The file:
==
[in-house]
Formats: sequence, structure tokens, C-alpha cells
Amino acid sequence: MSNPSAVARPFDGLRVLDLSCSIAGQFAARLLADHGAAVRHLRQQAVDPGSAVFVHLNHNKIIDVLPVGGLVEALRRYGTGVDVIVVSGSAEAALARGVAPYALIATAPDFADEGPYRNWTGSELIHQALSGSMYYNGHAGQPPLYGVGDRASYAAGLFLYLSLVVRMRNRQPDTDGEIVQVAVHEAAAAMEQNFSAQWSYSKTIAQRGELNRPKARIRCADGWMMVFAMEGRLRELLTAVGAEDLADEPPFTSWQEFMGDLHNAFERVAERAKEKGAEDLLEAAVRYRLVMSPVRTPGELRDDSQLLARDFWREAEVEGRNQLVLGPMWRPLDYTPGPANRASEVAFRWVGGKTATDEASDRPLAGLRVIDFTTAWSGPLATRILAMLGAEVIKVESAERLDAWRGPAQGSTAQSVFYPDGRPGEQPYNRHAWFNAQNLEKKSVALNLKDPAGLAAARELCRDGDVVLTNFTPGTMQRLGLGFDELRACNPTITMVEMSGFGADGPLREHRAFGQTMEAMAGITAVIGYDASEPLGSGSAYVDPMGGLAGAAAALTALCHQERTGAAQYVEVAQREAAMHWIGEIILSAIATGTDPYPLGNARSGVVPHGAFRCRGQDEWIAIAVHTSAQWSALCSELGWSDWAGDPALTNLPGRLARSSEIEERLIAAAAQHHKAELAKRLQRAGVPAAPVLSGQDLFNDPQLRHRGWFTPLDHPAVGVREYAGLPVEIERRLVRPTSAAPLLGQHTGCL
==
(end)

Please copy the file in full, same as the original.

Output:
[in-house]
Formats: sequence, structure tokens, C-alpha cells
Amino acid sequence: MSNPSAVARPFDGLRVLDLSCSIAGQFAARLLADHGAAVRHLRQQAVDPGSAVFVHLNHNKIIDVLPVGGLVEALRRYGTGVDVIVVSGSAEAALARGVAPYALIATAPDFADEGPYRNWTGSELIHQALSGSMYYNGHAGQPPLYGVGDRASYAAGLFLYLSLVVRMRNRQPDTDGEIVQVAVHEAAAAMEQNFSAQWSYSKTIAQRGELNRPKARIRCADGWMMVFAMEGRLRELLTAVGAEDLADEPPFTSWQEFMGDLHNAFERVAERAKEKGAEDLLEAAVRYRLVMSPVRTPGELRDDSQLLARDFWREAEVEGRNQLVLGPMWRPLDYTPGPANRASEVAFRWVGGKTATDEASDRPLAGLRVIDFTTAWSGPLATRILAMLGAEVIKVESAERLDAWRGPAQGSTAQSVFYPDGRPGEQPYNRHAWFNAQNLEKKSVALNLKDPAGLAAARELCRDGDVVLTNFTPGTMQRLGLGFDELRACNPTITMVEMSGFGADGPLREHRAFGQTMEAMAGITAVIGYDASEPLGSGSAYVDPMGGLAGAAAALTALCHQERTGAAQYVEVAQREAAMHWIGEIILSAIATGTDPYPLGNARSGVVPHGAFRCRGQDEWIAIAVHTSAQWSALCSELGWSDWAGDPALTNLPGRLARSSEIEERLIAAAAQHHKAELAKRLQRAGVPAAPVLSGQDLFNDPQLRHRGWFTPLDHPAVGVREYAGLPVEIERRLVRPTSAAPLLGQHTGCL